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Convergence of minimum benefit schemes in Europe: evidence at the micro level

This research project has been completed. Please contact a team member for further information.


This project informed the EU policy agenda for greater upward convergence towards best practices in the area of minimum income benefits by exploring the implications of reforms that move national minimum income benefit systems towards common benchmarks.

Description and methods

The countries covered were Bulgaria, Estonia, Croatia, Latvia, Poland, Portugal, Slovakia and Greece and the starting point for the analysis was their 2015 tax-benefit systems. Using EUROMOD, a number of reform scenarios were simulated, namely a 25%, 50%, 75% and 100% increase in the 2015 minimum income benefit level in each country. An additional scenario considered the percentage benefit increase necessary to lift the disposable income of a single-person household with no earnings to the level of disposable income of a single- person household earning 40% of the OECD average wage.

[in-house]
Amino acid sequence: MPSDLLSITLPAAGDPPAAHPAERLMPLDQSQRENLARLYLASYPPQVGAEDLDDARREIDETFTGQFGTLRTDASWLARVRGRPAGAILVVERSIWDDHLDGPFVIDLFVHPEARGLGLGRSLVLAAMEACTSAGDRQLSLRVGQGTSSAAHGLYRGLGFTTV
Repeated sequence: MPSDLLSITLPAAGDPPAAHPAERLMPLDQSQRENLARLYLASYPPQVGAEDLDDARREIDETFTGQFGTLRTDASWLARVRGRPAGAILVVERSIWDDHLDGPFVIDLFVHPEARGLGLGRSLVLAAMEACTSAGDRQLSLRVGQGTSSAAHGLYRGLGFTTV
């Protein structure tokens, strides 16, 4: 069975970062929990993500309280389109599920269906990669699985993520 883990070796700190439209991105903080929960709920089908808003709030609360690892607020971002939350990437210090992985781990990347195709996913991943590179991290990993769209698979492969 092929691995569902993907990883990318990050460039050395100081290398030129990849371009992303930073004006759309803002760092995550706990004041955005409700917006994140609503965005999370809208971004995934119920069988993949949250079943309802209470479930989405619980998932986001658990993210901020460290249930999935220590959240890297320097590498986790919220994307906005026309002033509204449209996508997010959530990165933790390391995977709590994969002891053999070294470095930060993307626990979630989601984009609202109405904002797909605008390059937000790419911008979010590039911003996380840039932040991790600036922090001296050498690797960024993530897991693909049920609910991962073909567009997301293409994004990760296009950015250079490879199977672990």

The study estimated the first-order effects of these reforms on household income as well as their net budgetary cost and effects across the income distribution (e.g. on those at risk of financial poverty) for different household types (e.g. with versus without children, elderly vs. non elderly). The policy implications of the results and the feasibility of different reform scenarios were discussed, considering the specificities of the schemes in each of the countries of interest and the challenges for policy implementation.

Team members

Dr Chrysa Leventi

Senior Research Officer - ISER, University of Essex

Dr Mattia Makovec

Economist - World Bank (former ISER researcher)

Ms Olga Rastrigina

Senior Research Officer - ISER, University of Essex

Professor Holly Sutherland

Director of EUROMOD, Research Professor - ISER, University of Essex

Low income   laundry   credit ryan oriecuia

Photo credit: Ryan Oriecuia